To look for substitute teaching positions, contact your local school district to see if they are hiring and what qualifications they require. To advertise tutoring services, use websites like and

Or, if you have a bachelor, master or doctoral degree, inquire about adjunct teaching at a nearby college or university.

Drive: If you like to drive, you can get paid to drive others around using Uber or Lyft apps, or become a food delivery driver through Instacart or Uber Eats. Drivers make around $15 per hour.

Babysit: If you like kids, babysitting can be a fun way to put money in your pocket. Hourly rates vary by location ranging anywhere from $10 to $40 per hour. To find jobs or advertise your services, use sites like as and

Tour guide: If you live near any

historical sites or locations, national parks or museums (anywhere that attracts tourists), inquire about becoming a tour guide. This pays anywhere from $10 to $40/hour.

Write or edit: Many media, corporate and nonprofit websites are looking for freelancers to write, edit or design content for $20 to $60 per hour. To find these jobs try, and

Consult: If you have a lot of valuable expertise in a particular area, offer your services as a consultant through a firm or on your own through freelancer sites like,, or

Translator or interpreter: If you’re fluent in more than one language you can do part-time interpretation over the phone or translate documents or audio files for $20 to $40/hour. Try sites like, or to locate translation jobs.

Public events: Sporting events, festivals, concerts and shows need ticket takers, security guards, ushers, concession workers and more. The pay is usually $10 to $20/hour. Contact nearby venues to apply.

Build in protection when hiring contractors

Each spring, many people make improvements around their home. At the Consumer Protection Division of the Sedgwick County District Attorney’s Office, we want you to avoid being victimized by contractors. Of nearly 500 complaints we received last year, more than 16 percent involved home improvement. The most

common complaint arises when a homeowner gives a contractor money upfront, before work begins, and the project either is not completed to the homeowner’s satisfaction or, in some cases, never started. When a contractor walks away with your money, it makes getting the project completed difficult and it may be impossible to get your money back.

Here are some suggestions to protect yourself:

Get any contract or bid in writing. The contractor should list explicitly what they are offering to do and the price they are going to charge. If they claim to be licensed and insured, make them provide you proof before you give them any money or let them start the job. If the contract is in writing it better protects you and gives you the ability to hold the contractor accountable.

Never pay until the work is completed. Once you give the contractor your payment, you lose leverage to get the work completed on time and on budget. Some disreputable contractors will offer big discounts if you pay upfront. But beware: If the price is too good to be true, it likely is.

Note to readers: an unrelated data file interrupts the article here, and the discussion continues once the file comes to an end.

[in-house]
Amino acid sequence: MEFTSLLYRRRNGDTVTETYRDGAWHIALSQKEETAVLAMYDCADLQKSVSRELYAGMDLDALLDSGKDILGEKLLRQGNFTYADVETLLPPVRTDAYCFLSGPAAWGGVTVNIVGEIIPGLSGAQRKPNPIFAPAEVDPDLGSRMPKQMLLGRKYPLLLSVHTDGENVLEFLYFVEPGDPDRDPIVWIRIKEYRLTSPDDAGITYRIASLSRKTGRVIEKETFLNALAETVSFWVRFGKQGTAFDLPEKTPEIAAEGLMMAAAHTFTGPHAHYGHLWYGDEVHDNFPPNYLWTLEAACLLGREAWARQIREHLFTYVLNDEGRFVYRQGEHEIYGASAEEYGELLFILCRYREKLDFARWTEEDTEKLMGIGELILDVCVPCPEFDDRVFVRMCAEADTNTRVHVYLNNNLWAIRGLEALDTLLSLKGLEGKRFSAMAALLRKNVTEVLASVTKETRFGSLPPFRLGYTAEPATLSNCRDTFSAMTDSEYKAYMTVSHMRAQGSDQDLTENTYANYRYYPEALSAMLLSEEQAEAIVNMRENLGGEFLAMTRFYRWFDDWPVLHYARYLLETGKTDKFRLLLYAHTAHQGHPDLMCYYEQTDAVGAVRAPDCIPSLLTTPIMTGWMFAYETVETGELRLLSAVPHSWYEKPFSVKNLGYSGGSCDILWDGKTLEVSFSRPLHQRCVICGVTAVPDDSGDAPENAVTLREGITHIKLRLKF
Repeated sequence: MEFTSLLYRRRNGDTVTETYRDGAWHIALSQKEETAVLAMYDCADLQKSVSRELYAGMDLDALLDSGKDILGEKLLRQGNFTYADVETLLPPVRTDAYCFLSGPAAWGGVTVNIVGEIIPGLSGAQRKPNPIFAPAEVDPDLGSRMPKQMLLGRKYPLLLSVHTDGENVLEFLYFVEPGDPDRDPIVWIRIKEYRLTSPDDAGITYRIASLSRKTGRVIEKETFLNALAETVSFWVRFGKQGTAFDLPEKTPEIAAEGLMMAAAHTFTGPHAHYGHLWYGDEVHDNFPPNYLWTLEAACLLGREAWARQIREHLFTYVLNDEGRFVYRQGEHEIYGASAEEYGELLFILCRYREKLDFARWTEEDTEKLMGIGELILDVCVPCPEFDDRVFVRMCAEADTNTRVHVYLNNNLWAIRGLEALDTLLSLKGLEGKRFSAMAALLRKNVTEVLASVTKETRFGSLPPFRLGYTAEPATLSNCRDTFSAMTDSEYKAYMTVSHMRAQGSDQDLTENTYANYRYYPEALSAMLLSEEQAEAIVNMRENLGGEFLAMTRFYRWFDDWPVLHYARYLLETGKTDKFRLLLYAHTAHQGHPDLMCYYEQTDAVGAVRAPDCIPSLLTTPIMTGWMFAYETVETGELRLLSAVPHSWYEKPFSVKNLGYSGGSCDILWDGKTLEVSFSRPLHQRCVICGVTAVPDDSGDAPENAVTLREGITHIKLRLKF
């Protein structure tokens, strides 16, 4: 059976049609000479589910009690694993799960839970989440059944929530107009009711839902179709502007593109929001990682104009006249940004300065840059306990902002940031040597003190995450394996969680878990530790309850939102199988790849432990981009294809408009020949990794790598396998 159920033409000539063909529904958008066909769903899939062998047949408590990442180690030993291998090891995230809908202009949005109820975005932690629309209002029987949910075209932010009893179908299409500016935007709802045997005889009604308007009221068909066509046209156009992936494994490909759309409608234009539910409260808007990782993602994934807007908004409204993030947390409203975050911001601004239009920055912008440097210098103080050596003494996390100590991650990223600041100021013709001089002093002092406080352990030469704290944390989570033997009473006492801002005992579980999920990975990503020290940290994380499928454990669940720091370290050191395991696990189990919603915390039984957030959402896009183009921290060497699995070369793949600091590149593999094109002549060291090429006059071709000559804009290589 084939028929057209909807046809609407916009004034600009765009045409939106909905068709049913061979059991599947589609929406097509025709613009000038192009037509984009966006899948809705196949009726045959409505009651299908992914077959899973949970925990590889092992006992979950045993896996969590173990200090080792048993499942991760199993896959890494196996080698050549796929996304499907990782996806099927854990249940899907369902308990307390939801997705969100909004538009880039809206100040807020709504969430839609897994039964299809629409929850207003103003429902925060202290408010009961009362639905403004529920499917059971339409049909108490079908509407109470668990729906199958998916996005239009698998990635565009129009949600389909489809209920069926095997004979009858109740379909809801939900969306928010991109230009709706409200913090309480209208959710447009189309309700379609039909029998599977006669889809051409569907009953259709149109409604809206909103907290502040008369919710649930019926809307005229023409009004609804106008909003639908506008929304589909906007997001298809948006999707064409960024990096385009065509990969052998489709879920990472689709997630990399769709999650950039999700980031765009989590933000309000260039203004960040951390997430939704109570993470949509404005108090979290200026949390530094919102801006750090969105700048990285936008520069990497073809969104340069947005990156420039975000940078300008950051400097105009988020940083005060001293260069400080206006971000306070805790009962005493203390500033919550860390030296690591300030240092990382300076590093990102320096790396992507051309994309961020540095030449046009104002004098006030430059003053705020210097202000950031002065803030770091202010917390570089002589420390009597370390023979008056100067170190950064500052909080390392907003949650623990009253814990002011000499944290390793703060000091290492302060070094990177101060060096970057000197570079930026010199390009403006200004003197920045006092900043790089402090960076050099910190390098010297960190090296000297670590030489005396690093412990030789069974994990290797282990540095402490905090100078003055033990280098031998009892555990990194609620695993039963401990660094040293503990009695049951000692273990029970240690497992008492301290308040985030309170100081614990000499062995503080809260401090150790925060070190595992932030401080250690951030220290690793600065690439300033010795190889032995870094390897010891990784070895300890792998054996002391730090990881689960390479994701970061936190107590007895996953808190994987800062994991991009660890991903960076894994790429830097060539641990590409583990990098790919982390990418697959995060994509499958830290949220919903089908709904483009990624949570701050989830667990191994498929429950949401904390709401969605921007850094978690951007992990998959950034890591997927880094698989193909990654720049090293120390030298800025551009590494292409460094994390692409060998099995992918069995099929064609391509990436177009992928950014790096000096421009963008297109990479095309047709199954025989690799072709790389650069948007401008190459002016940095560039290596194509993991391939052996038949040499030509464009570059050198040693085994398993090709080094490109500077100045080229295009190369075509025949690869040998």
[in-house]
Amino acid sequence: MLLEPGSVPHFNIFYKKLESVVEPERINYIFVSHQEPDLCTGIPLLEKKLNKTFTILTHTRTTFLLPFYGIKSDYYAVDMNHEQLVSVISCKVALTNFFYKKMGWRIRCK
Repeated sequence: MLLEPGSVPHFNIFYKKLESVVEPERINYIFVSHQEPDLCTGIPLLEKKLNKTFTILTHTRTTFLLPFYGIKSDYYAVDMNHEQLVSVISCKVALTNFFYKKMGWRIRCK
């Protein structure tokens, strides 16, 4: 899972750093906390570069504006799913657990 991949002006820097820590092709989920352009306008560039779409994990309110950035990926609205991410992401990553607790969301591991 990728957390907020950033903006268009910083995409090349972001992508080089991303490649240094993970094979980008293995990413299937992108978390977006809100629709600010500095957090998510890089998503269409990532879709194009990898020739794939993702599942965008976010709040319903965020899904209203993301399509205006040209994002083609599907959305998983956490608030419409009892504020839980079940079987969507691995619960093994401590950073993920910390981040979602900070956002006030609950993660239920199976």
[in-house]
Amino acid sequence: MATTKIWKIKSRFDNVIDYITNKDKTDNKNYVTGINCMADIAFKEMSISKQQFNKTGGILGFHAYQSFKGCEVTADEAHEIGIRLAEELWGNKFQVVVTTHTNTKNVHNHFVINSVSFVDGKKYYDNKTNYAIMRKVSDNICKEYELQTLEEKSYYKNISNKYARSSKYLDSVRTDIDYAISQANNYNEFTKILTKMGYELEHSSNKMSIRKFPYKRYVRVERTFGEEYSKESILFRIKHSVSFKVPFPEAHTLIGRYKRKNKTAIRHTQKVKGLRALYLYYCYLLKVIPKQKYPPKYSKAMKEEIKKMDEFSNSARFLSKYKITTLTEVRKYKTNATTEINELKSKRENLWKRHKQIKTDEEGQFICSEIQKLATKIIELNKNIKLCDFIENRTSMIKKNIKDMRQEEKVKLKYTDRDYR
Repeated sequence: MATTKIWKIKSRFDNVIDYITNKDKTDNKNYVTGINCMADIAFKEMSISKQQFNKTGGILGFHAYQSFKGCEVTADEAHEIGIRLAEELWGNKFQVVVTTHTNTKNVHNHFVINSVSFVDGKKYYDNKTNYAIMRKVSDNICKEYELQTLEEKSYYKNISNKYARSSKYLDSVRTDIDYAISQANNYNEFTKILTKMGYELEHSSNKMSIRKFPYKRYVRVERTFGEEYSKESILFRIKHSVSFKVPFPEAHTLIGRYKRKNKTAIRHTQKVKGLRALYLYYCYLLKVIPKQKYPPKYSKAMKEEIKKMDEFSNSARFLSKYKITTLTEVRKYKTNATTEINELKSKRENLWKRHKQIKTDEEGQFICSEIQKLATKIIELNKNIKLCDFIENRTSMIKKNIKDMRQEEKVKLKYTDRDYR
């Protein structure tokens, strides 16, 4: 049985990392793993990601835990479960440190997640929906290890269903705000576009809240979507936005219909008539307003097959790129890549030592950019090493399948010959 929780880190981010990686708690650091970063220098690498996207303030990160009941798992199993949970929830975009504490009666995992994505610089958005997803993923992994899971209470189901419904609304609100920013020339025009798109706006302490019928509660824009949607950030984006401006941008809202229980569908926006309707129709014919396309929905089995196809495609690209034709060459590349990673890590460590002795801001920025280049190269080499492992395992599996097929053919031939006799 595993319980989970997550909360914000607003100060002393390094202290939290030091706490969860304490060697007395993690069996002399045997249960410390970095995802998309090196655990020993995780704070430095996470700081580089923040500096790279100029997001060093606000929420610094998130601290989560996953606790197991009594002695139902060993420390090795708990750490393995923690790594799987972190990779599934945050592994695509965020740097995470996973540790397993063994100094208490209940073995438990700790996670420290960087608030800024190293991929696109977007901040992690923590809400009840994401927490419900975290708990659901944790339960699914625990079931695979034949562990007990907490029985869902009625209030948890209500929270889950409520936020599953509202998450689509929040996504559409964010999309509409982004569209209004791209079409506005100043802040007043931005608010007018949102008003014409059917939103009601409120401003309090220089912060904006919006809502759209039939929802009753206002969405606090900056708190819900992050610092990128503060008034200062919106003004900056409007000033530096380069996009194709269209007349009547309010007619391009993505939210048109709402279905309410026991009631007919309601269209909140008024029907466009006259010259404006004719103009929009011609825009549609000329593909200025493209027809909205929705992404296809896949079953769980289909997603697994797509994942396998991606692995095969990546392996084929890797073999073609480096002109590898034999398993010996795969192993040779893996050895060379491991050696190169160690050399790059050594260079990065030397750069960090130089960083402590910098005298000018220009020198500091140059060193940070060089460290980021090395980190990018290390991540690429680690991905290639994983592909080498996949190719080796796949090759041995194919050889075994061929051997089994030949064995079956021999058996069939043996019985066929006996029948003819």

If you have to make a down payment, pay with a credit card. Then if a dispute with the contractor occurs, you can dispute the charge with your credit card company. A contractor who

Answers from page 8

Tax preparer: If you have tax preparation experience or are willing to take a tax prep course you can find seasonal work preparing tax returns at big-box tax firms like H&R Block or Jackson Hewitt for around $17 an hour.

Bookkeeper: If you have a finance or accounting background you can find freelance bookkeeping gigs at sites like and, or through firms like

Librarian assistant: If you love books, public libraries hire part-time workers to shelve books, send out overdue notices, help patrons, etc. Contact your local library to see what’s available.

If you don’t find these options appealing, try, which lists thousands of flexible work-at-home jobs from more than 5,700 employers. Membership fees start at $10.

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only wants cash should be a red flag to you. Cash payments are impossible to trace and, absent a verified receipt, you may have a hard time proving the payment was ever made.

Before hiring a contractor, do your research and check references. Many people use contractors that recommended by friends or family. While that can be a great way to find a contractor, you should still only hire properly licensed and qualified contactors to make sure the work is done to code. Some work requires permits and inspections to make sure the work is done safely. You can also check the Better Business Bureau to see if the contractor has a history of complaints.

If you have questions or complaints, feel free to contact the Consumer Protection Division of the Office of the District Attorney at 316660-3600 or by email at consumer@

Jason P. Roach is a Sedgwick County Assistant District Attorney in charge of the office’s Consumer Protection Division.